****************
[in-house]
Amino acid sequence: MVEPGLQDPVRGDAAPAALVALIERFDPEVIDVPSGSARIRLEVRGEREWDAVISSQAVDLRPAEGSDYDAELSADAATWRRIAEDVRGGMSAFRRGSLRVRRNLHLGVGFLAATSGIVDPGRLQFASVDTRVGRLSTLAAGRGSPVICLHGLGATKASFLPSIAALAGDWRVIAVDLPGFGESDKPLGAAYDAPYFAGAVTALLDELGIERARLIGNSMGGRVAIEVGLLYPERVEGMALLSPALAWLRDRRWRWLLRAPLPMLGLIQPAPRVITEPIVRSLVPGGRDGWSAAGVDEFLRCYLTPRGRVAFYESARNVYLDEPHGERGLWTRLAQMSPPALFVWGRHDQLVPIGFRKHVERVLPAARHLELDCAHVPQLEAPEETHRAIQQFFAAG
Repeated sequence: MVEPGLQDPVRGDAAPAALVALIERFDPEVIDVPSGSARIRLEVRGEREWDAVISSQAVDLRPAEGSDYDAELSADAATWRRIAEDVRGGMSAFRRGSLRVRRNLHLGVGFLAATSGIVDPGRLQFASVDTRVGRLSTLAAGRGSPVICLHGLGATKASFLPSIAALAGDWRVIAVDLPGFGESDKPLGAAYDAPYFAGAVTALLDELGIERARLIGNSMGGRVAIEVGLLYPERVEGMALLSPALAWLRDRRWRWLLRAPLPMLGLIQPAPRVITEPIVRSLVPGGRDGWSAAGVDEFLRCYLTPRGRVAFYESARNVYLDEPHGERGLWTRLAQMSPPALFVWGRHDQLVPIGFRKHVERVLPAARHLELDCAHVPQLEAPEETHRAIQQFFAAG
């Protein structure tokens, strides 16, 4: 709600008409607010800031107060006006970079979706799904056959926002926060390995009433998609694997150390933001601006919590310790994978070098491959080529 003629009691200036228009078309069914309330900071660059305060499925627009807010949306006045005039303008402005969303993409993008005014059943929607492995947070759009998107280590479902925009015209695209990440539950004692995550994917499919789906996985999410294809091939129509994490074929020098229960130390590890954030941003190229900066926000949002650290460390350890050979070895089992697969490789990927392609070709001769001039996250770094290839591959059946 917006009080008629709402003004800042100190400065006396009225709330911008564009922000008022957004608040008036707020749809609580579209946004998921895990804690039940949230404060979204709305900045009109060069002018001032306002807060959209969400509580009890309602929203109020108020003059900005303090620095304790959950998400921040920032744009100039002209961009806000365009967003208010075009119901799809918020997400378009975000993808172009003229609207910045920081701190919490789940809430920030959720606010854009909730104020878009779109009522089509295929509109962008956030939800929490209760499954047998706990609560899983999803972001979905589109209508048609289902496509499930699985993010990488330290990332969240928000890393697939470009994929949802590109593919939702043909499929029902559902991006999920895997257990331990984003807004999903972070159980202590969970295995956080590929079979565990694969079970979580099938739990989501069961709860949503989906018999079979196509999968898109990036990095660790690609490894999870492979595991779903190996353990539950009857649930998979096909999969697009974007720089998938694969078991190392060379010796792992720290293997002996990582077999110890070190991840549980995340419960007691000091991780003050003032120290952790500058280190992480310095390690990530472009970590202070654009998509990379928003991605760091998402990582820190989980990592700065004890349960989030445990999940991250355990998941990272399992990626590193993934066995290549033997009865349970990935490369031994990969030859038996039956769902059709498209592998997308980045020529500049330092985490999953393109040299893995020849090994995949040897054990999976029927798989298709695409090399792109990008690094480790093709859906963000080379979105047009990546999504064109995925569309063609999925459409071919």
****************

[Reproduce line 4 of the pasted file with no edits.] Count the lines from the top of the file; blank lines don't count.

């Protein structure tokens, strides 16, 4: 709600008409607010800031107060006006970079979706799904056959926002926060390995009433998609694997150390933001601006919590310790994978070098491959080529 003629009691200036228009078309069914309330900071660059305060499925627009807010949306006045005039303008402005969303993409993008005014059943929607492995947070759009998107280590479902925009015209695209990440539950004692995550994917499919789906996985999410294809091939129509994490074929020098229960130390590890954030941003190229900066926000949002650290460390350890050979070895089992697969490789990927392609070709001769001039996250770094290839591959059946 917006009080008629709402003004800042100190400065006396009225709330911008564009922000008022957004608040008036707020749809609580579209946004998921895990804690039940949230404060979204709305900045009109060069002018001032306002807060959209969400509580009890309602929203109020108020003059900005303090620095304790959950998400921040920032744009100039002209961009806000365009967003208010075009119901799809918020997400378009975000993808172009003229609207910045920081701190919490789940809430920030959720606010854009909730104020878009779109009522089509295929509109962008956030939800929490209760499954047998706990609560899983999803972001979905589109209508048609289902496509499930699985993010990488330290990332969240928000890393697939470009994929949802590109593919939702043909499929029902559902991006999920895997257990331990984003807004999903972070159980202590969970295995956080590929079979565990694969079970979580099938739990989501069961709860949503989906018999079979196509999968898109990036990095660790690609490894999870492979595991779903190996353990539950009857649930998979096909999969697009974007720089998938694969078991190392060379010796792992720290293997002996990582077999110890070190991840549980995340419960007691000091991780003050003032120290952790500058280190992480310095390690990530472009970590202070654009998509990379928003991605760091998402990582820190989980990592700065004890349960989030445990999940991250355990998941990272399992990626590193993934066995290549033997009865349970990935490369031994990969030859038996039956769902059709498209592998997308980045020529500049330092985490999953393109040299893995020849090994995949040897054990999976029927798989298709695409090399792109990008690094480790093709859906963000080379979105047009990546999504064109995925569309063609999925459409071919």